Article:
Review Summary: A beautiful voice finds a home in the Irish countryside.
Switching from comedy to a more serious venture must be one hell of a gamble. When you’ve been making audiences laugh for so long, it’s hard to step away from that and out of the comfort zone you’ve created. There have certainly been examples of musicians and actors becoming successful outside of their comedic origins, such as Joji and Jim Carrey. However, that first one is especially noteworthy, as it’s one of the few cases in which a Youtuber was able to accomplish such a feat. Hell, this guy was Filthy Frank! His shocking exploits played a huge part in why Youtube have been so censorship-happy in recent years. And yet… he did it! He was able to reinvent himself as a more serious and introspective musician and has garnered quite a bit of acclaim for his work.
Malinda Kathleen Reese is in a similar situation now, although how she got there was much different. Her comedy was much cleaner and more light-hearted, with her main Youtube series being Translator Fails. Essentially, she would put song lyrics through Google Translate and get weird results, leading to her singing this more amusing version of the tune. Pretty simple premise, but effective. However, there was always something else that had me going back to her videos, even ones that I wasn’t laughing at quite as hard: her fantastic voice. To put it bluntly, Reese always had the potential to be a breakout star on her voice alone. It’s crisp and clear, while having a mildly operatic quality about it; while I imagine some level of pitch correction is used in her videos, that’s a really minor nitpick (and let’s be real: most singers use pitch-correction in the studio). So the prospect of her having a serious music career was quite exciting. However, another development was happening in the background: her Celtic influence.
That last part is crucial when talking about this new EP The Folks I love
, as Reese went all-in with the Irish folk sound for these songs. It’s quite an interesting swerve, seeing as her previous EP Love Letter
was mostly in the vein of standard pop music. What’s notable about this new project is just how committed Reese is to this new direction, opting to keep most of her pop influences out of the picture in favor of a more authentic take on Celtic music. Her voice is still bright and glossy as if it were on a pop recording, but there’s a lot of personality behind it; this is most apparent in her expressive vibrato and lush harmonies. The first track “The Parting Glass” sets the tone for the EP nicely, complete with lively flute melodies and jaunty acoustic guitar backing; it’s a good thesis statement for what Reese seems poised to accomplish with this style going forward, and those aforementioned vocal harmonies really help complete the rest of the tune.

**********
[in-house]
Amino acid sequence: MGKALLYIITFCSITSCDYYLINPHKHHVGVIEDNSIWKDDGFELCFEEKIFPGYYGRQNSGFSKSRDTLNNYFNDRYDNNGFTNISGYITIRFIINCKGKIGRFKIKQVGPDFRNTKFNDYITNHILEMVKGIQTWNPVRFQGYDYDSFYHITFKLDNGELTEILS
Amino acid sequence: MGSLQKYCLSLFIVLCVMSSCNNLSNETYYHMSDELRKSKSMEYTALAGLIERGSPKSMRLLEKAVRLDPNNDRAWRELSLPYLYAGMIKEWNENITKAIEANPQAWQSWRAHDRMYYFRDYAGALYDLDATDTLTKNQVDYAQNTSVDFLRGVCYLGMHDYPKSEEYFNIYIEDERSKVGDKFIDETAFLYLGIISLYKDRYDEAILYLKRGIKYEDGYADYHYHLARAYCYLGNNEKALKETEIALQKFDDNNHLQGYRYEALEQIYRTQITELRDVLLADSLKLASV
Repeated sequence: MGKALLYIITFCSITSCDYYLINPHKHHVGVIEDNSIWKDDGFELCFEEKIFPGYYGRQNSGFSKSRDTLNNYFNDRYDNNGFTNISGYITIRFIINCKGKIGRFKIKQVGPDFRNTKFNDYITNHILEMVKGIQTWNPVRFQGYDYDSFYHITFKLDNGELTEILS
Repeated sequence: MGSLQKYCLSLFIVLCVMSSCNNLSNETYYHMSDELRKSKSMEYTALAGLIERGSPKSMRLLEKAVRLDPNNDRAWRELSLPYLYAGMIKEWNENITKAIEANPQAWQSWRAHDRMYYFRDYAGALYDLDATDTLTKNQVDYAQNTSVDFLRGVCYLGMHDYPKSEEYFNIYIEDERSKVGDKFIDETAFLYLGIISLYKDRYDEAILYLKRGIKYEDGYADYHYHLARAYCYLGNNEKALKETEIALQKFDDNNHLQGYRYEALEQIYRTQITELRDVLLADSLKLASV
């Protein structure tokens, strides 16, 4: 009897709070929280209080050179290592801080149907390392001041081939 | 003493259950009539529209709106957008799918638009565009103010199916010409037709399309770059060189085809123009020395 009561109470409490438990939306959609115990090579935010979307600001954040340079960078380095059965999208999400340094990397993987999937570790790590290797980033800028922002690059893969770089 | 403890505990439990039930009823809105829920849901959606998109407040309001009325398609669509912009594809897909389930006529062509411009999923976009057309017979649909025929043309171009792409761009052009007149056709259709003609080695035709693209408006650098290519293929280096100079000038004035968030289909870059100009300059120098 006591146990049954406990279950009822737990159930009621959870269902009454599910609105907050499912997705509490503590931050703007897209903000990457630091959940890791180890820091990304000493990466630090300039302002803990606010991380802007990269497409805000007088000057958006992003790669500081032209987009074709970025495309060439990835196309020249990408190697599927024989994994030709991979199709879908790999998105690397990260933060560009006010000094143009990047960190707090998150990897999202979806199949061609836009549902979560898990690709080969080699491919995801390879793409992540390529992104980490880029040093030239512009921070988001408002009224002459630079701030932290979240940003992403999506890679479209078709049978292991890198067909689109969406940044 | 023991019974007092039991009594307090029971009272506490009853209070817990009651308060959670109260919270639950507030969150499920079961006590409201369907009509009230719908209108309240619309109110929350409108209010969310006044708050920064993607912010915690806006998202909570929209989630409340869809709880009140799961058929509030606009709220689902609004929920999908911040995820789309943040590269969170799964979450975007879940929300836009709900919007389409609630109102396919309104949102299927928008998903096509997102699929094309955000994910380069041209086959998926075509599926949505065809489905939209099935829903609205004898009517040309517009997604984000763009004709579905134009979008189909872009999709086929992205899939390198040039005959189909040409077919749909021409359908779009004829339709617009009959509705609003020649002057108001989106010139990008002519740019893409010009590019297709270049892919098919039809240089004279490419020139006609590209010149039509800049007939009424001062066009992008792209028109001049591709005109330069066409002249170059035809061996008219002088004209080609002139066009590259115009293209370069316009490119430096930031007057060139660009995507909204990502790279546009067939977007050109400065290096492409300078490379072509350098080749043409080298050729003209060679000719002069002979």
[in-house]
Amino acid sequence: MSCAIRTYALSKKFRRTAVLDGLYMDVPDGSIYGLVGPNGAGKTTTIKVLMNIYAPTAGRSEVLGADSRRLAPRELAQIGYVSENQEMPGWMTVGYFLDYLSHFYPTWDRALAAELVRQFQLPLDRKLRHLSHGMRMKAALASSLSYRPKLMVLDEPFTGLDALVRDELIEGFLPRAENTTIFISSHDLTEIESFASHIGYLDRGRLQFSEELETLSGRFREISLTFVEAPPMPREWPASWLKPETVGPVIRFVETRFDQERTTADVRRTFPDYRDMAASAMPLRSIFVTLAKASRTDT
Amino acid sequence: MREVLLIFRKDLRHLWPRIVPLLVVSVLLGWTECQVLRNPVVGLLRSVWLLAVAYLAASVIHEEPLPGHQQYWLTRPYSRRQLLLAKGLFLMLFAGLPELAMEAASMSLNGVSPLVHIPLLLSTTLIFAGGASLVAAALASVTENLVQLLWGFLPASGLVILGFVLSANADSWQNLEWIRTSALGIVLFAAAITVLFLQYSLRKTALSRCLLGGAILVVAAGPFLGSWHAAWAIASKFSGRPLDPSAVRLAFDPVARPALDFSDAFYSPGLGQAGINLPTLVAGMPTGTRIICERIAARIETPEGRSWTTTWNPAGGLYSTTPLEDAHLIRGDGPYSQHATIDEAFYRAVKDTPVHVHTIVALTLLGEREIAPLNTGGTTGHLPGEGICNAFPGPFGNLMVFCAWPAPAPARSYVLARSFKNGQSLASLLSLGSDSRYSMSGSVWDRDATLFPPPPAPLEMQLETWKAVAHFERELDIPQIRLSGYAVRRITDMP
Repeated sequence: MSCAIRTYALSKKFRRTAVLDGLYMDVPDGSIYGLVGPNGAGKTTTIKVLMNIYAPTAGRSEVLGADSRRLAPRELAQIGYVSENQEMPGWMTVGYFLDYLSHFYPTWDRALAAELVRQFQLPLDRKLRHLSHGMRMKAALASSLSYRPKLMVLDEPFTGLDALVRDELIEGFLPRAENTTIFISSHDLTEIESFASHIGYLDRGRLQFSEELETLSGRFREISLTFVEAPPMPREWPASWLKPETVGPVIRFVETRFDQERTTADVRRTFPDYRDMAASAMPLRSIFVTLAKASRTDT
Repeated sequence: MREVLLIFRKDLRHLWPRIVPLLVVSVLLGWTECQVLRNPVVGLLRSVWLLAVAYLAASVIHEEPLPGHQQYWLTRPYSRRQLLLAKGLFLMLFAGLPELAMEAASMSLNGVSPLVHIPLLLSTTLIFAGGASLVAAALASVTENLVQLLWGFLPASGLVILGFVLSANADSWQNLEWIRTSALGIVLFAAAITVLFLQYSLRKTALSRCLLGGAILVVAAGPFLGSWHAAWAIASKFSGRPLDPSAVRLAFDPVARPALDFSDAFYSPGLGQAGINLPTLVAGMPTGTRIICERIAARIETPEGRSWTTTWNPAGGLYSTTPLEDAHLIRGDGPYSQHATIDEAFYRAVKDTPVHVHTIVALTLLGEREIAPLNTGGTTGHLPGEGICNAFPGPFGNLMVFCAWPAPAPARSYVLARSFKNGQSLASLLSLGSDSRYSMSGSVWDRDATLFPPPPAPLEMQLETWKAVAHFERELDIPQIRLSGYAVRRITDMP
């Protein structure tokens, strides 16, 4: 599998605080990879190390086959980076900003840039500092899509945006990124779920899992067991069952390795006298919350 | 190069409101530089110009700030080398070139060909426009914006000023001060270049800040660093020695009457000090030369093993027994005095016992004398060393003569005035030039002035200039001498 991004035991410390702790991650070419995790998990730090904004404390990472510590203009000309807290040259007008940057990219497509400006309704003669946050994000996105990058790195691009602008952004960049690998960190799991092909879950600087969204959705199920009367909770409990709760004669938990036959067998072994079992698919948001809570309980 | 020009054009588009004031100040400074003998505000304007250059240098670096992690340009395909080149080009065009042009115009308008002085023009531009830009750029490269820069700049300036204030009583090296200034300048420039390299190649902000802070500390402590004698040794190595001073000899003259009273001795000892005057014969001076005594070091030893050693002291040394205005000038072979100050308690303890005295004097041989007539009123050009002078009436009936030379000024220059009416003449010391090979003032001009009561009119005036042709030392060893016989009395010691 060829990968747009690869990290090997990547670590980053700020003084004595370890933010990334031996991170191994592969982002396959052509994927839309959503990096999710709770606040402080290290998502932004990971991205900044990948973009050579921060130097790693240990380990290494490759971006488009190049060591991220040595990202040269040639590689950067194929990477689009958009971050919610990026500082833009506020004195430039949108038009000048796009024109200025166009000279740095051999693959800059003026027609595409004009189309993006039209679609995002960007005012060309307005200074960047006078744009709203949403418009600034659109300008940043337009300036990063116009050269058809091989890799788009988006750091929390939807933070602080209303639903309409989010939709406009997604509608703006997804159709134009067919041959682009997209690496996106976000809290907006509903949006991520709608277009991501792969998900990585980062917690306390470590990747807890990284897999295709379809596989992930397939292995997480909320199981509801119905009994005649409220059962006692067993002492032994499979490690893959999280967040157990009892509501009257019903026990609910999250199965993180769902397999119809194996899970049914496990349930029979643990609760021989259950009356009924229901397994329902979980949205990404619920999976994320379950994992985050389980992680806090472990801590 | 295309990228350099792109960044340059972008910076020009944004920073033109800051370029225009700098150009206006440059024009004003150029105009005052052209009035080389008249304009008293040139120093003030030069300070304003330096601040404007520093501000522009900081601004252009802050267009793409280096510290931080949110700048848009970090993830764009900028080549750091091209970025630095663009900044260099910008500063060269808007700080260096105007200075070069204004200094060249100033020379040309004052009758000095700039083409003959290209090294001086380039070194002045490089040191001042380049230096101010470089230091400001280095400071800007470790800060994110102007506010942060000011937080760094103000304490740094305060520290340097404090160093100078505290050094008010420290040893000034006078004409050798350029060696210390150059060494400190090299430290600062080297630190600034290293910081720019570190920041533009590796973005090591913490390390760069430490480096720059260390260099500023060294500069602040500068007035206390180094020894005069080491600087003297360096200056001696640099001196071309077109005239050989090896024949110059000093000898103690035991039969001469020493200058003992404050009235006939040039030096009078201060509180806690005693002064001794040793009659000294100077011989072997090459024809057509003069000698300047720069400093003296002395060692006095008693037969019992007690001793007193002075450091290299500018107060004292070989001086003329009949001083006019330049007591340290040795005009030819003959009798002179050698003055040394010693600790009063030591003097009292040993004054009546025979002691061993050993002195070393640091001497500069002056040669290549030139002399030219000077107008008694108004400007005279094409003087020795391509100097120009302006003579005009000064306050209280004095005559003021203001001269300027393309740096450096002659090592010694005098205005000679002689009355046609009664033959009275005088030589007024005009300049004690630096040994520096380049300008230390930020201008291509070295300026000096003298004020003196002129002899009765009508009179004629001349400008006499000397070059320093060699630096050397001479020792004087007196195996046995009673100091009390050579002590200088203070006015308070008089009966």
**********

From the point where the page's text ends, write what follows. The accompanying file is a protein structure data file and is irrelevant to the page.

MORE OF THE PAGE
“Dúlamán” takes the folk influences a step further, using its short runtime to update a traditional Irish ballad. This song has been covered countless times - most famously by the group Clannad on their album of the same name - but Reese offers a nice approach of her own as well. The percussion really stands out here, being busy and nimble while remaining tasteful and authentic; meanwhile, the lyrics are entirely in Irish and sung quite beautifully. The rest of The Folks I Love
follows in this traditional folk format with one perplexing exception: “Galway Girl”. Yeah, I get that the song mentions Irish bands with fiddles and such. But including an Ed Sheeran song in the middle of this EP just seems out-of-place and unneeded; it’s easily the poppiest track in the collection, and the slight folk influences don’t mask the fact that the song could have been replaced with a more thematically and musically interesting tune. Thankfully, “Scarborough Fair” and the short closer “Edge of Night” do pick up the slack nicely. The former is another song that’s been done to death, but Reese does a fine rendition regardless; the latter is a more solemn and minimalist piece with a heavy emphasis on haunting vocal melodies, ending the EP on quite a lovely note.
The Folks I Love
strikes me as a mere hint at what’s to come from Reese’s new direction, as this doesn’t seem like just a one-off project. There are obviously several avenues that could be explored in the vein of Celtic music; maybe she’ll continue making more traditional folk ballads, maybe she’ll infuse a bit more pop into the mix and create something of an Irish folk-pop hybrid, or maybe she’ll even go the folk-punk route a la The Pogues. Who really knows at this stage? In any case, it’s an exciting prospect. On top of anything else, The Folks I Love
is an interesting shift in direction that could potentially develop into a signature sound for Malinda Kathleen Reese. I suppose we’ll just have to see what comes of it.